Camden Barfly on 4th March

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Camden Barfly on 4th March

Postby sunshine » 15 Feb 2013, 20:35

Suede to Play Intimate Xfm Gig
added 15 February 2013 at 11.55

Suede are the next band lined up to play an intimate Xfm Presents... gig.
It's happening at the Barfly in Camden on March 4.
We're going to be giving tickets away from Monday.
Suede, meanwhile, continue their residency on Xfm in charge of our weekly Mixtape show.
Brett Anderson and Mat Osman will be back again this Sunday from 8pm with their special selection of songs for Xfm.

http://www.xfm.co.uk/news/suede-to-play ... te-xfm-gig

sunshine
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Re: Camden Barfly on 4th March

Postby sunshine » 18 Feb 2013, 17:30

Win Tickets To Xfm Presents… Suede

On Monday March 4, Xfm are bringing Suede to London's Barfly for a very exclusive, invite only gig in aid of War Child.

The band are all set to return with their first album in ten years, Bloodsports, and they're going to give it a preview at this very special show.

We’ll be giving you the chance to win tickets across every day on Xfm and we have FOUR PAIRS to be won right here!

All you have to do to be in with a chance of winning is answer the very easy question below.

http://www.xfm.co.uk/news/competitions/ ... ents-suede

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Re: Camden Barfly on 4th March

Postby sunshine » 05 Mar 2013, 00:23

It seems they played:
barriers, hit me, filmstar, animal nitrate, trash, flashboy, he's dead, for the stangers, starts and ends, drowners, insatiable one, sabotage, can't get enough, everything flow, so young, metal mickey, heroine, new generation, beautiful ones.
Encore: to the birds

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Re: Camden Barfly on 4th March

Postby sunshine » 05 Mar 2013, 06:47

db's review: http://louderthanwar.com/new-generation ... ve-review/

New Generation Game – Suede live review!
Posted on March 5, 2013 by David Barnett

Suede at London Barfly 4 March 2013

What a difference a decade makes. Ten years ago, as they attempted to drum up interest in their greatest hits compilation, coming cold on the achilles heels of their critically unclaimed sonic tombstone, A New Mo(u)rning, Suede could barely get arrested. Even that artful rodgerer Brett Anderson bellowing “I’ve got the best drugs in the whole of London!” from the balcony of his Notting Hill townhouse and an accompanying snorts and all biography failed to arouse even the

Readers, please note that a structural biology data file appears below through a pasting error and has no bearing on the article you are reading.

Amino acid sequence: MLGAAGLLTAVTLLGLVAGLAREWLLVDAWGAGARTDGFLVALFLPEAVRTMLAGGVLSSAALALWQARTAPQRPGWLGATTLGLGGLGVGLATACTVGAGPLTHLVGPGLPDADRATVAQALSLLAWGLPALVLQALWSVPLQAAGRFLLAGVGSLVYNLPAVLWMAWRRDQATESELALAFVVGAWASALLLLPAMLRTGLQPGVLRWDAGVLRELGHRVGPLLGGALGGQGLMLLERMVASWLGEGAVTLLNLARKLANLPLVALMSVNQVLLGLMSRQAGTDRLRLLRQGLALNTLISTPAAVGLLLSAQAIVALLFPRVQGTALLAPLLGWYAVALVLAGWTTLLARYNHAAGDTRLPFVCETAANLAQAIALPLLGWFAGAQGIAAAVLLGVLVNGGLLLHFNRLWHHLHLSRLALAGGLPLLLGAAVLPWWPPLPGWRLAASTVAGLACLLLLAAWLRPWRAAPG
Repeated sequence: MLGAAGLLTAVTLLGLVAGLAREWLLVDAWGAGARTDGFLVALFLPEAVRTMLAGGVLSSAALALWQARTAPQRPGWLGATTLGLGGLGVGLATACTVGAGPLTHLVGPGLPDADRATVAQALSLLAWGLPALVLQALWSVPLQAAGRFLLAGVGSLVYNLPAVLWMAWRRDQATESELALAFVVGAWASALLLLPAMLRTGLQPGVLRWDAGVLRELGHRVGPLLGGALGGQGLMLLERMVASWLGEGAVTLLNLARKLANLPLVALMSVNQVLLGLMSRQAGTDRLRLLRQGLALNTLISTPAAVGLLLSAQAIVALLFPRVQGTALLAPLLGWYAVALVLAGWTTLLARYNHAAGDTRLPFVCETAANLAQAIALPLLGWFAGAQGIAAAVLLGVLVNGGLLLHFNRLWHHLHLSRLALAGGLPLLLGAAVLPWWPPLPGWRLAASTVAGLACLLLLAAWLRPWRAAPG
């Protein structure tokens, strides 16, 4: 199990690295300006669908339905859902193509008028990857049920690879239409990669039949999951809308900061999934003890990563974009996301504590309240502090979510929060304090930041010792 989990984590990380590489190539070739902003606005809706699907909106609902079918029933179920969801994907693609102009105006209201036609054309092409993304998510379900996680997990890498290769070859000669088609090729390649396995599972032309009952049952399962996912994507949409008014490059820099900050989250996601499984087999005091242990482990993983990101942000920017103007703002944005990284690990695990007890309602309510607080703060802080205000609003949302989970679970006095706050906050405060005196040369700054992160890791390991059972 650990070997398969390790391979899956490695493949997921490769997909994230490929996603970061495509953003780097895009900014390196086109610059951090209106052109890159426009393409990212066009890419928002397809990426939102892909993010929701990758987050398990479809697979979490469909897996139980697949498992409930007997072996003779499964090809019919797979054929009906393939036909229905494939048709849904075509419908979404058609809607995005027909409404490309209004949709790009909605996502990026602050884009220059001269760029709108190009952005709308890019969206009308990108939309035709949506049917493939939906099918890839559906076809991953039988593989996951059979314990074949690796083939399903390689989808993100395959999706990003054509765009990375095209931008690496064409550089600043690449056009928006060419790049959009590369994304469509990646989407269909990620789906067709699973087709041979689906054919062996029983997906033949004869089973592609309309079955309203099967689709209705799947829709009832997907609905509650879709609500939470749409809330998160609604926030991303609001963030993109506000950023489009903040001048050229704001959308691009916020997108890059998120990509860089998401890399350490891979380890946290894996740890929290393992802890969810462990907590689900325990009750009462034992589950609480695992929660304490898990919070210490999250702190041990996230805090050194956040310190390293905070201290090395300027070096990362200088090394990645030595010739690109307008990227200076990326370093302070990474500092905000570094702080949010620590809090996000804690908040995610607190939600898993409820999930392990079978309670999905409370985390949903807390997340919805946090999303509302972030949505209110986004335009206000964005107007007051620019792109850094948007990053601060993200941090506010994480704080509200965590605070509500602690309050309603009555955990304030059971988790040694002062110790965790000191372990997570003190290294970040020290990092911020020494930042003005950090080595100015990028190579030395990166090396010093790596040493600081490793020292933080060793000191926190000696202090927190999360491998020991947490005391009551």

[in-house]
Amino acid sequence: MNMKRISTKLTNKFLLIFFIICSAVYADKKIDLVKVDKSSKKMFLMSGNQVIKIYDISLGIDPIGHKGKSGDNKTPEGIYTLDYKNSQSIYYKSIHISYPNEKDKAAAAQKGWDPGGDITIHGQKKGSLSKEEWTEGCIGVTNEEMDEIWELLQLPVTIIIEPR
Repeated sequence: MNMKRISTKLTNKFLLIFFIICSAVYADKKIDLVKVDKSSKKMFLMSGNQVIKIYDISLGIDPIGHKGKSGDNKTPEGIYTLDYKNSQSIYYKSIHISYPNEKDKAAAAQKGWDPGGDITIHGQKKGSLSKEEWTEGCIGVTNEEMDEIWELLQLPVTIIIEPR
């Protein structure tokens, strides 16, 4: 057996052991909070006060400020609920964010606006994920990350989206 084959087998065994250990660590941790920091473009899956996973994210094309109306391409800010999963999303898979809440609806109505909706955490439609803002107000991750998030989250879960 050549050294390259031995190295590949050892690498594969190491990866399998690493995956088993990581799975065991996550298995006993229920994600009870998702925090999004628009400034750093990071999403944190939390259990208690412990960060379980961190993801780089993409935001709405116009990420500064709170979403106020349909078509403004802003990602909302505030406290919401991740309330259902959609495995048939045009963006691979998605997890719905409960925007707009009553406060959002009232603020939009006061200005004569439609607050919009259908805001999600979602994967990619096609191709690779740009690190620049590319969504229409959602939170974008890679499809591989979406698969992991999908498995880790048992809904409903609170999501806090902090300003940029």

interest of the Met, let alone the general public.
Indeed it was only as the band announced their final farewell to their dwindling fanbase that people began to remember just how fond of Suede they had once been – and what a gaping, gangrenous hole in the arm of rock’n'roll their absence left depressingly unfilled. “There will be another Suede album,” teased Brett at the swansong performance in December 2003. “But not yet.”
Few believed him. But last-forward to the unforgiving new millennium turning teenager and that other Suede album is not only here, but also arguably their most eagerly anticipated platter since the eponymous debut that started all the fuss almost exactly 20 years ago. And Suede are out to prove that, if not quite reaching the dizziest heights of their finest moments (that would just be daft), Bloodsports is at the very least not the embarrassing stain on their heritage that many diehards considered much of their latter day output.
The occasion is an Xfm showcase at Camden Town’s Barfly, a venue that, if not the “smallest venue they’ve ever played”, as the enthusiastic Xfm presenter wrongly announces, is certainly of a couple-of-hundred-sweaty-bodies capacity they’ve not played regularly since the hormone and ecstasy fueled Suedemania of 1992 when they blew the hapless Kingmaker off stage night after night.
With little fanfare Suede bound on, displaying a new-found vigour and none of the vim of the sex, drugs, and more drugs Suede of popular
legend. The only white powder involved in Suede 2.013 appears to be whatever soap suds have given Brett’s dazzingly fresh white shirt an almost angelic glow. The rest of Suede are dressed simply in black
jeans and t-shirts. They all look infuriatingly young. Bass player Mat Osman even appears to have more hair than he did the last time he was on stage. The confident, galloping, not-quite-single Barriers opens
proceedings; a statement of intent. There are hints of early 80s stadium rock in its scorching, muscular guitar lines and it is clear Suede have got their eyes on the lucrative festival circuit. They follow with another new one, Hit Me, that sounds like the best bits of lots of earlier Suede songs stitched together into a not unconvincing whole. When the first of the actual hits materialises in the form of the relentless riffing of Filmstar, there is no discernible shift in quality. Indeed, tonight is one of the few gigs I’ve been to where I’ve been relieved the band have played an OLD song in order to nip out for a quick slash.
There are plenty of those old classics. The big guns are wheeled out in quick succession: Animal Nitrate, Trash, Killing of A Flash Boy and the best version of He’s Dead I’ve heard them do in their post-Butler